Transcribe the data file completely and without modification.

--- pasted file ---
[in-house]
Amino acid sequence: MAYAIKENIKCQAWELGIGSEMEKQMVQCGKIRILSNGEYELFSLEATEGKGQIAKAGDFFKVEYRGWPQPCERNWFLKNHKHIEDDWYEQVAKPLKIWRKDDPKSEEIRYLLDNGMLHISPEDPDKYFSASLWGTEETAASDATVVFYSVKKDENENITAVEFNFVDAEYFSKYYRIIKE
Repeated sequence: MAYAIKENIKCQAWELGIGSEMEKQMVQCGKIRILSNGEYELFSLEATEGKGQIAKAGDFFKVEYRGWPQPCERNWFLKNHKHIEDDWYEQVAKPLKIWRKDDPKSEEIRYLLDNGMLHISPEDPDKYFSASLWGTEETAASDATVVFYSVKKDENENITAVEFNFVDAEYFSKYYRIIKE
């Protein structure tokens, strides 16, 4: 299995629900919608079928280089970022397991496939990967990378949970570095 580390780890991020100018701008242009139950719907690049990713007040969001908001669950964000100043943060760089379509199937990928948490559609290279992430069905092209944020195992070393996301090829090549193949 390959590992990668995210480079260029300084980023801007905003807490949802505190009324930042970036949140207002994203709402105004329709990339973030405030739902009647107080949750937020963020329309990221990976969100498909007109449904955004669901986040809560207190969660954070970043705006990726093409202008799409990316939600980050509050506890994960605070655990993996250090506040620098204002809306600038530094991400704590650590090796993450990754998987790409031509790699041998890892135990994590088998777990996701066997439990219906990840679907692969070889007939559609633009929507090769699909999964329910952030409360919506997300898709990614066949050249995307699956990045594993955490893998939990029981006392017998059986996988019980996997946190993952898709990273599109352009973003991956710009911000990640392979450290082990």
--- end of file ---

[in-house]
Amino acid sequence: MAYAIKENIKCQAWELGIGSEMEKQMVQCGKIRILSNGEYELFSLEATEGKGQIAKAGDFFKVEYRGWPQPCERNWFLKNHKHIEDDWYEQVAKPLKIWRKDDPKSEEIRYLLDNGMLHISPEDPDKYFSASLWGTEETAASDATVVFYSVKKDENENITAVEFNFVDAEYFSKYYRIIKE
Repeated sequence: MAYAIKENIKCQAWELGIGSEMEKQMVQCGKIRILSNGEYELFSLEATEGKGQIAKAGDFFKVEYRGWPQPCERNWFLKNHKHIEDDWYEQVAKPLKIWRKDDPKSEEIRYLLDNGMLHISPEDPDKYFSASLWGTEETAASDATVVFYSVKKDENENITAVEFNFVDAEYFSKYYRIIKE
């Protein structure tokens, strides 16, 4: 299995629900919608079928280089970022397991496939990967990378949970570095 580390780890991020100018701008242009139950719907690049990713007040969001908001669950964000100043943060760089379509199937990928948490559609290279992430069905092209944020195992070393996301090829090549193949 390959590992990668995210480079260029300084980023801007905003807490949802505190009324930042970036949140207002994203709402105004329709990339973030405030739902009647107080949750937020963020329309990221990976969100498909007109449904955004669901986040809560207190969660954070970043705006990726093409202008799409990316939600980050509050506890994960605070655990993996250090506040620098204002809306600038530094991400704590650590090796993450990754998987790409031509790699041998890892135990994590088998777990996701066997439990219906990840679907692969070889007939559609633009929507090769699909999964329910952030409360919506997300898709990614066949050249995307699956990045594993955490893998939990029981006392017998059986996988019980996997946190993952898709990273599109352009973003991956710009911000990640392979450290082990």